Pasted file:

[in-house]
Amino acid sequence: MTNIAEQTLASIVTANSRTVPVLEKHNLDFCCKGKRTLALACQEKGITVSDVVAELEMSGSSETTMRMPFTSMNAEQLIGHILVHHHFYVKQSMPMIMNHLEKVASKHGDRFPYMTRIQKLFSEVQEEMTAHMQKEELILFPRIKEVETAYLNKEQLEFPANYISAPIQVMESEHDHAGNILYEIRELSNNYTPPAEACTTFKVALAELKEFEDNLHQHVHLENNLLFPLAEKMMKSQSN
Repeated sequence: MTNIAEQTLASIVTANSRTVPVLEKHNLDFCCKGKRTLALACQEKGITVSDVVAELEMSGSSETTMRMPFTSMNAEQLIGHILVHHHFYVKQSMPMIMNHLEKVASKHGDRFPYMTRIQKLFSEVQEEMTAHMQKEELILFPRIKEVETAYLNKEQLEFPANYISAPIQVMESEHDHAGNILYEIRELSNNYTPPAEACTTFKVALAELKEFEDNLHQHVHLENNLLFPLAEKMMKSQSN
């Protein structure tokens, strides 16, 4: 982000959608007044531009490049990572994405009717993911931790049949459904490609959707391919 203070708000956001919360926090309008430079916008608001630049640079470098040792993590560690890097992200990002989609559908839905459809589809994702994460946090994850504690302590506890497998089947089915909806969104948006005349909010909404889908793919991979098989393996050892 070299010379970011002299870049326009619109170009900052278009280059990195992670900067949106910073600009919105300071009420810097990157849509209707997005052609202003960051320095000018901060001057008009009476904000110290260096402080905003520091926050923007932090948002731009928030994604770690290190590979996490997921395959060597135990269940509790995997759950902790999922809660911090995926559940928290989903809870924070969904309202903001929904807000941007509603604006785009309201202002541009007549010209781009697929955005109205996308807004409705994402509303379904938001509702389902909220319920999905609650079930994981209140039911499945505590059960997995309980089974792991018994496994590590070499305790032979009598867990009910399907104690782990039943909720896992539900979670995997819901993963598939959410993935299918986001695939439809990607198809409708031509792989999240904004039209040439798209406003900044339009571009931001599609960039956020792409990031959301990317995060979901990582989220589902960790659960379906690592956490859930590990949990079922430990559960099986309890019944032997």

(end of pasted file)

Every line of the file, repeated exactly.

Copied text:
[in-house]
Amino acid sequence: MTNIAEQTLASIVTANSRTVPVLEKHNLDFCCKGKRTLALACQEKGITVSDVVAELEMSGSSETTMRMPFTSMNAEQLIGHILVHHHFYVKQSMPMIMNHLEKVASKHGDRFPYMTRIQKLFSEVQEEMTAHMQKEELILFPRIKEVETAYLNKEQLEFPANYISAPIQVMESEHDHAGNILYEIRELSNNYTPPAEACTTFKVALAELKEFEDNLHQHVHLENNLLFPLAEKMMKSQSN
Repeated sequence: MTNIAEQTLASIVTANSRTVPVLEKHNLDFCCKGKRTLALACQEKGITVSDVVAELEMSGSSETTMRMPFTSMNAEQLIGHILVHHHFYVKQSMPMIMNHLEKVASKHGDRFPYMTRIQKLFSEVQEEMTAHMQKEELILFPRIKEVETAYLNKEQLEFPANYISAPIQVMESEHDHAGNILYEIRELSNNYTPPAEACTTFKVALAELKEFEDNLHQHVHLENNLLFPLAEKMMKSQSN
């Protein structure tokens, strides 16, 4: 982000959608007044531009490049990572994405009717993911931790049949459904490609959707391919 203070708000956001919360926090309008430079916008608001630049640079470098040792993590560690890097992200990002989609559908839905459809589809994702994460946090994850504690302590506890497998089947089915909806969104948006005349909010909404889908793919991979098989393996050892 070299010379970011002299870049326009619109170009900052278009280059990195992670900067949106910073600009919105300071009420810097990157849509209707997005052609202003960051320095000018901060001057008009009476904000110290260096402080905003520091926050923007932090948002731009928030994604770690290190590979996490997921395959060597135990269940509790995997759950902790999922809660911090995926559940928290989903809870924070969904309202903001929904807000941007509603604006785009309201202002541009007549010209781009697929955005109205996308807004409705994402509303379904938001509702389902909220319920999905609650079930994981209140039911499945505590059960997995309980089974792991018994496994590590070499305790032979009598867990009910399907104690782990039943909720896992539900979670995997819901993963598939959410993935299918986001695939439809990607198809409708031509792989999240904004039209040439798209406003900044339009571009931001599609960039956020792409990031959301990317995060979901990582989220589902960790659960379906690592956490859930590990949990079922430990559960099986309890019944032997």